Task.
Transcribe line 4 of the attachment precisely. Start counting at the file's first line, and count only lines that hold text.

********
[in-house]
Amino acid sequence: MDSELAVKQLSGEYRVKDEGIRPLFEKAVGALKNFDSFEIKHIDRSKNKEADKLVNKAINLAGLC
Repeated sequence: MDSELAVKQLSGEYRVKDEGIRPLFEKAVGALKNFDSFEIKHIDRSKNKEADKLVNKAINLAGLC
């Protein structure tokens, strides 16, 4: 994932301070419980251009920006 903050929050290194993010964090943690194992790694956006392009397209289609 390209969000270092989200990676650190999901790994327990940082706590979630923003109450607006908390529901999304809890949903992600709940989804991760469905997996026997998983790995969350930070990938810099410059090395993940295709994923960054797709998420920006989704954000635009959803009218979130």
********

């Protein structure tokens, strides 16, 4: 994932301070419980251009920006 903050929050290194993010964090943690194992790694956006392009397209289609 390209969000270092989200990676650190999901790994327990940082706590979630923003109450607006908390529901999304809890949903992600709940989804991760469905997996026997998983790995969350930070990938810099410059090395993940295709994923960054797709998420920006989704954000635009959803009218979130």